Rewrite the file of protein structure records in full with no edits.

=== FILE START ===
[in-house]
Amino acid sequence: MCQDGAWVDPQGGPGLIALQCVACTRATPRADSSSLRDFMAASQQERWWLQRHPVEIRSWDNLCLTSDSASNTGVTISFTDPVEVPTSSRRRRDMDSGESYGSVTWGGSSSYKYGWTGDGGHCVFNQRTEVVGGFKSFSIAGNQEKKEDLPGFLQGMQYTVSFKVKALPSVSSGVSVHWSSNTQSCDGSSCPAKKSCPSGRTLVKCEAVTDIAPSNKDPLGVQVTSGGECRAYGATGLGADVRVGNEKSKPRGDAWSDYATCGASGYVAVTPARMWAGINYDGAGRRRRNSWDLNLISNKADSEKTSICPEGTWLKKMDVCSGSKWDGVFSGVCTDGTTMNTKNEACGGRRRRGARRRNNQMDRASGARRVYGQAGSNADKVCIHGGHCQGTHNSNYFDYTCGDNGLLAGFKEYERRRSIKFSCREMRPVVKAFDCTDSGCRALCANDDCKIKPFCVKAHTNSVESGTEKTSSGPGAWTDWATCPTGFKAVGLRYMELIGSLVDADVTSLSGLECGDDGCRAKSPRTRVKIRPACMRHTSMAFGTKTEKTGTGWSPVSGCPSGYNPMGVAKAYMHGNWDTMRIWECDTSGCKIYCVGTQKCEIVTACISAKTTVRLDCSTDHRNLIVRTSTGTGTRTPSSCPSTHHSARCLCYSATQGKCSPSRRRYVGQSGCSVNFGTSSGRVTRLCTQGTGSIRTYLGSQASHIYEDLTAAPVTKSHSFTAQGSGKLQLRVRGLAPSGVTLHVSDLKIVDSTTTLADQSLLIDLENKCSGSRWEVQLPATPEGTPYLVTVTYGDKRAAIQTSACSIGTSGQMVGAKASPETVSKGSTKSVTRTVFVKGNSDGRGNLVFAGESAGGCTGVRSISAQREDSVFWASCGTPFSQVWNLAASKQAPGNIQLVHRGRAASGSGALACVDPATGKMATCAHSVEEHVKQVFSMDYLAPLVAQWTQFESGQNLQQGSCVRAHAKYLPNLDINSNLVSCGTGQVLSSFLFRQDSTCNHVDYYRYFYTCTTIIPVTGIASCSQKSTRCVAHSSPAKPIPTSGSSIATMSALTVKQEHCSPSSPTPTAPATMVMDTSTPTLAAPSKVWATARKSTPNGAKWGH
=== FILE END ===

[in-house]
Amino acid sequence: MCQDGAWVDPQGGPGLIALQCVACTRATPRADSSSLRDFMAASQQERWWLQRHPVEIRSWDNLCLTSDSASNTGVTISFTDPVEVPTSSRRRRDMDSGESYGSVTWGGSSSYKYGWTGDGGHCVFNQRTEVVGGFKSFSIAGNQEKKEDLPGFLQGMQYTVSFKVKALPSVSSGVSVHWSSNTQSCDGSSCPAKKSCPSGRTLVKCEAVTDIAPSNKDPLGVQVTSGGECRAYGATGLGADVRVGNEKSKPRGDAWSDYATCGASGYVAVTPARMWAGINYDGAGRRRRNSWDLNLISNKADSEKTSICPEGTWLKKMDVCSGSKWDGVFSGVCTDGTTMNTKNEACGGRRRRGARRRNNQMDRASGARRVYGQAGSNADKVCIHGGHCQGTHNSNYFDYTCGDNGLLAGFKEYERRRSIKFSCREMRPVVKAFDCTDSGCRALCANDDCKIKPFCVKAHTNSVESGTEKTSSGPGAWTDWATCPTGFKAVGLRYMELIGSLVDADVTSLSGLECGDDGCRAKSPRTRVKIRPACMRHTSMAFGTKTEKTGTGWSPVSGCPSGYNPMGVAKAYMHGNWDTMRIWECDTSGCKIYCVGTQKCEIVTACISAKTTVRLDCSTDHRNLIVRTSTGTGTRTPSSCPSTHHSARCLCYSATQGKCSPSRRRYVGQSGCSVNFGTSSGRVTRLCTQGTGSIRTYLGSQASHIYEDLTAAPVTKSHSFTAQGSGKLQLRVRGLAPSGVTLHVSDLKIVDSTTTLADQSLLIDLENKCSGSRWEVQLPATPEGTPYLVTVTYGDKRAAIQTSACSIGTSGQMVGAKASPETVSKGSTKSVTRTVFVKGNSDGRGNLVFAGESAGGCTGVRSISAQREDSVFWASCGTPFSQVWNLAASKQAPGNIQLVHRGRAASGSGALACVDPATGKMATCAHSVEEHVKQVFSMDYLAPLVAQWTQFESGQNLQQGSCVRAHAKYLPNLDINSNLVSCGTGQVLSSFLFRQDSTCNHVDYYRYFYTCTTIIPVTGIASCSQKSTRCVAHSSPAKPIPTSGSSIATMSALTVKQEHCSPSSPTPTAPATMVMDTSTPTLAAPSKVWATARKSTPNGAKWGH